US law: New York mayor faces legal challenge to his ‘soda ban’

US law: New York mayor faces legal challenge to his ‘soda ban’

The mayor of New York City in the United States, Michael Bloomberg, is seeking to ban supersize sugary drinks in the city in a bid to tackle worsening public health.

However, the move looks likely to draw legal challenges from the powerful fast-food lobby and could yet be defeated.

Obesity is a global problem causing an enormous number of health issues including heart disease, strokes and diabetes. The cost of diabetes to governments is spiralling out of control, prompting many to look to innovative ways to tackle the issue.

In New York, the mayor has proposed a change to the city’s laws which would allow the Health Department to levy fines on restaurants, theatres and cafes which sell sugary drinks in quantities above 16 fluid ounces (about 475ml).

The city’s health board looks likely to pass the change later this year, which could see it become law next spring.

Many expect the country’s major fast-food chains to appeal the law; however, expert US commentators believe that a challenge could be futile, prompting the prospect of such laws being exported to other countries around the world.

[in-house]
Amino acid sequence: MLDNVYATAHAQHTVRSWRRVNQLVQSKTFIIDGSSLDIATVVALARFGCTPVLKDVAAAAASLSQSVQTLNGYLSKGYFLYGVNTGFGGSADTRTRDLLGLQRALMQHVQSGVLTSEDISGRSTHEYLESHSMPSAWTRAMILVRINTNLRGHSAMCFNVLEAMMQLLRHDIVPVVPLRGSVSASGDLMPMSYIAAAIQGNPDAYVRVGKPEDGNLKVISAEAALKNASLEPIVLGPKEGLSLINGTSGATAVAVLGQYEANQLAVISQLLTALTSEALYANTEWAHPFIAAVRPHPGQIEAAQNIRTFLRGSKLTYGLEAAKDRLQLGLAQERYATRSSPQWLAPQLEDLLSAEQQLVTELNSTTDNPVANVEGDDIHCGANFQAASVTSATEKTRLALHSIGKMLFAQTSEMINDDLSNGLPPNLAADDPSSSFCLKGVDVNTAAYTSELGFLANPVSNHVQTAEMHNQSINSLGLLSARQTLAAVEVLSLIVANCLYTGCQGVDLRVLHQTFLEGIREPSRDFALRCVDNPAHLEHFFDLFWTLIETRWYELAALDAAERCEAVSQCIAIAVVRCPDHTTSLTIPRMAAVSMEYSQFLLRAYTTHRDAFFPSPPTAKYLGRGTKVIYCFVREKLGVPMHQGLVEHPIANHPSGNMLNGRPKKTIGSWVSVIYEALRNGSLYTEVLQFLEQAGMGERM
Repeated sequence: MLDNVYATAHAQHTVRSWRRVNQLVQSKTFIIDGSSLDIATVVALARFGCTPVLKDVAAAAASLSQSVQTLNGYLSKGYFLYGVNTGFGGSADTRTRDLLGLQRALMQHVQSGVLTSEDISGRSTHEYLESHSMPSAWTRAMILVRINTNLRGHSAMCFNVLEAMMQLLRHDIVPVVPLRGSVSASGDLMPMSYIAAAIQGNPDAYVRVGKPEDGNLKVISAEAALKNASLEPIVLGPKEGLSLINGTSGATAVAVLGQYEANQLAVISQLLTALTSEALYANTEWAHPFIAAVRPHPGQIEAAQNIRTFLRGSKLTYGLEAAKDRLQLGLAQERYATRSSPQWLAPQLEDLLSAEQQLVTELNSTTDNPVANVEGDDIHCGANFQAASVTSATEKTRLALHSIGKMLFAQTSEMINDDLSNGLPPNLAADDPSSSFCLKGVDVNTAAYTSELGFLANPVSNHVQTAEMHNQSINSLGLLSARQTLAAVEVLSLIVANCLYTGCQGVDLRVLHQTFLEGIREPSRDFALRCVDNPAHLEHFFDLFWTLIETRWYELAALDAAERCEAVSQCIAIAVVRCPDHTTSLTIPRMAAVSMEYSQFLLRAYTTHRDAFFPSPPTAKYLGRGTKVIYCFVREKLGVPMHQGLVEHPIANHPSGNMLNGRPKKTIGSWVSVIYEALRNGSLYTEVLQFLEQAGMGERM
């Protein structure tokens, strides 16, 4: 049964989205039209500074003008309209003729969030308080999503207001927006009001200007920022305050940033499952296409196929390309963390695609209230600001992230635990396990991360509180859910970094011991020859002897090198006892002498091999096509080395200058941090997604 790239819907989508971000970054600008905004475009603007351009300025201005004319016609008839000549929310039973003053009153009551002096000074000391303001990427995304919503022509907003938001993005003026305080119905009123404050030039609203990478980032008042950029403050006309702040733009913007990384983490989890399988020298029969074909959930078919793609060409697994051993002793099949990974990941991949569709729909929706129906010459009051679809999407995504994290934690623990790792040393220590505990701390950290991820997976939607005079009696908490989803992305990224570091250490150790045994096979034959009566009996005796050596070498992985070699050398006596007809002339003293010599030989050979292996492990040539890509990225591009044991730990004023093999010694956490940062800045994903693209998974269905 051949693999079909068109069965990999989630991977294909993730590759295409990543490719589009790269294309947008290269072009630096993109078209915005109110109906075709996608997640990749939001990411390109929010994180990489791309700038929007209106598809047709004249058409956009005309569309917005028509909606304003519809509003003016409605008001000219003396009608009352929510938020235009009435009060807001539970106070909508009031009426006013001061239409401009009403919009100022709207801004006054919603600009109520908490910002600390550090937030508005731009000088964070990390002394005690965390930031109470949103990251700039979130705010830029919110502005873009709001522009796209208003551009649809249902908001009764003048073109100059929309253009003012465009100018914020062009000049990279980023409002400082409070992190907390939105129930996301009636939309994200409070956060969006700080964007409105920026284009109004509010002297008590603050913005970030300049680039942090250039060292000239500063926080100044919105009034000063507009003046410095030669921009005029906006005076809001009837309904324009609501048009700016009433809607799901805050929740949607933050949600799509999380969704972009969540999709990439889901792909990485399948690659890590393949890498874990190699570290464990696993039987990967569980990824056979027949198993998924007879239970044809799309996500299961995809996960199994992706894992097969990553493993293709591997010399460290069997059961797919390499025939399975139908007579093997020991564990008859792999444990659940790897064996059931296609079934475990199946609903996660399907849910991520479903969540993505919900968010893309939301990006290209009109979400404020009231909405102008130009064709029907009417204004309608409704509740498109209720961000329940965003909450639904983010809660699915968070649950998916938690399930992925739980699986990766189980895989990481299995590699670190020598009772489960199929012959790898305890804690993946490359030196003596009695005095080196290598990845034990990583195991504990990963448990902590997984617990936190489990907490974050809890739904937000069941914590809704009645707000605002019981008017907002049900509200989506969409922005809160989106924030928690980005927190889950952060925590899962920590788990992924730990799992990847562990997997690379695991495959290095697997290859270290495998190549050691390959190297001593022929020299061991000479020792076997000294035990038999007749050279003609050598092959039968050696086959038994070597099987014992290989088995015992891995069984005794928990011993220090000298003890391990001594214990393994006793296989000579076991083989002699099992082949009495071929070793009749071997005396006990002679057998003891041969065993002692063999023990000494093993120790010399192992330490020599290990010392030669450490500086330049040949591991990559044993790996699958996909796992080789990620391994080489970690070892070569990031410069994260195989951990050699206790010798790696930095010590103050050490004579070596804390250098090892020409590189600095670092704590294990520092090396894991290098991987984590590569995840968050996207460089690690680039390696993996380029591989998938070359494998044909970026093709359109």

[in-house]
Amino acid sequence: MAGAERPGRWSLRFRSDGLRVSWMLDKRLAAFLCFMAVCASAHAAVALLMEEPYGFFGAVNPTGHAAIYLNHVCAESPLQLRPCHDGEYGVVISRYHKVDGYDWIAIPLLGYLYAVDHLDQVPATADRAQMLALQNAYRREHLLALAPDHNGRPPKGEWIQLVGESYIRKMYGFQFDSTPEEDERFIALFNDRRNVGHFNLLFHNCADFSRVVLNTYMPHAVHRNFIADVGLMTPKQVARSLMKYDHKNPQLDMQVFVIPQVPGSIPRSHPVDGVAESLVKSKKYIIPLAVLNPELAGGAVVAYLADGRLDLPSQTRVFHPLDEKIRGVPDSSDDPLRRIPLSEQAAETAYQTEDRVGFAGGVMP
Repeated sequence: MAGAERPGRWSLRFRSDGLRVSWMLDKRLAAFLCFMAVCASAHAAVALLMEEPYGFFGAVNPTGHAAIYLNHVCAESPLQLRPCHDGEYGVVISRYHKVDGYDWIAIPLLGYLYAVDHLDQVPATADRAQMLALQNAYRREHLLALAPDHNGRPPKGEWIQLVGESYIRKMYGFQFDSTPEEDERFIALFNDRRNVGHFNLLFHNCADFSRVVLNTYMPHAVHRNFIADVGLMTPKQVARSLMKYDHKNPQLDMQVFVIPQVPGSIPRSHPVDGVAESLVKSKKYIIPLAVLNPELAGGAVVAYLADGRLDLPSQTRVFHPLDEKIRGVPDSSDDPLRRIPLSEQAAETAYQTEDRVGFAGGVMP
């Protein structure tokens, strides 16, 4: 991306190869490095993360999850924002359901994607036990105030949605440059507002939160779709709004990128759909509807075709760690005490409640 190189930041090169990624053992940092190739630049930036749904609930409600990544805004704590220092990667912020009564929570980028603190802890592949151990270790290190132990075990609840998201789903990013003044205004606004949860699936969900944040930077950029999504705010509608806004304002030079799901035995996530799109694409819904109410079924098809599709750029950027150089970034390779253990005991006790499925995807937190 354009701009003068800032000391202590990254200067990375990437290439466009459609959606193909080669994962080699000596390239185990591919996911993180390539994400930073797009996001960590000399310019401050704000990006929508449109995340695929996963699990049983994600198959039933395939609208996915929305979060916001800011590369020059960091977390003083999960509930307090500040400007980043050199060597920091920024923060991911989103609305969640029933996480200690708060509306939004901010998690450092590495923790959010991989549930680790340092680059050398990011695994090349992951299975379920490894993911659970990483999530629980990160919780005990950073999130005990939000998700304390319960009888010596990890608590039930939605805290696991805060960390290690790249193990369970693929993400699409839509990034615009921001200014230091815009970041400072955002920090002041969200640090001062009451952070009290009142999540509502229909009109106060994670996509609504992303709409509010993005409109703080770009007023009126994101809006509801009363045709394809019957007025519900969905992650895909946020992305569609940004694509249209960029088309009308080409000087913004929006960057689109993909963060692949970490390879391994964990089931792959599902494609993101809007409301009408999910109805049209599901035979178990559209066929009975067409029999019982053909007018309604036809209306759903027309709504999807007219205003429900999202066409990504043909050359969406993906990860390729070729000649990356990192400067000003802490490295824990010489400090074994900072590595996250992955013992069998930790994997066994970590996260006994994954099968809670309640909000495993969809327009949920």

Michelle Melo is a professor of law at Harvard University.

“There are so many examples where states impose standards on consumer products sold within their borders,” she told Reuters.

“It seems hard to believe that this would be singled out as unreasonable by a court,” she added.

Tam Fry is a campaigner for the National Obesity Forum here in the UK. He believes the Government should be adopting similar legislation over here.

“London should take a leaf out of New York’s book. Everything Michael Bloomberg does is backed up with perfectly good science. If England were to follow more what America was doing then we would be in a much better situation,” he told the Evening Standard.


London urged to follow NY fizzy drink ban (London Evening Standard)

Legal challenges to New York soda ban face uphill climb (Reuters)

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